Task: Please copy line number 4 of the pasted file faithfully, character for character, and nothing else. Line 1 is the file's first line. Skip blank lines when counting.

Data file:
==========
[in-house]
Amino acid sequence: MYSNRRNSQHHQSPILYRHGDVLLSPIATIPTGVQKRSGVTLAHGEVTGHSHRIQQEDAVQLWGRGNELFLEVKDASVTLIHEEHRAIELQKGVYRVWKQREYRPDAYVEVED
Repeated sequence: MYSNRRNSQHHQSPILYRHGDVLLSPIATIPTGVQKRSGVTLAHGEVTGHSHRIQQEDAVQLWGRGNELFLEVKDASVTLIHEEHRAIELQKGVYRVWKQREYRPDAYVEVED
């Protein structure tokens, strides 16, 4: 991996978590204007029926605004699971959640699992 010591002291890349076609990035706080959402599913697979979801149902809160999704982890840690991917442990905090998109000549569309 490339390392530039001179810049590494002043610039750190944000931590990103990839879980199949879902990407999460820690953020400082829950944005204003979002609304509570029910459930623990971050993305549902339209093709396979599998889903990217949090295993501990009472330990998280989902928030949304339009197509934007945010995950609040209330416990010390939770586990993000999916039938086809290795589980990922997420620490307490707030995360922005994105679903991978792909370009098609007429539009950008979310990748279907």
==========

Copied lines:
């Protein structure tokens, strides 16, 4: 991996978590204007029926605004699971959640699992 010591002291890349076609990035706080959402599913697979979801149902809160999704982890840690991917442990905090998109000549569309 490339390392530039001179810049590494002043610039750190944000931590990103990839879980199949879902990407999460820690953020400082829950944005204003979002609304509570029910459930623990971050993305549902339209093709396979599998889903990217949090295993501990009472330990998280989902928030949304339009197509934007945010995950609040209330416990010390939770586990993000999916039938086809290795589980990922997420620490307490707030995360922005994105679903991978792909370009098609007429539009950008979310990748279907």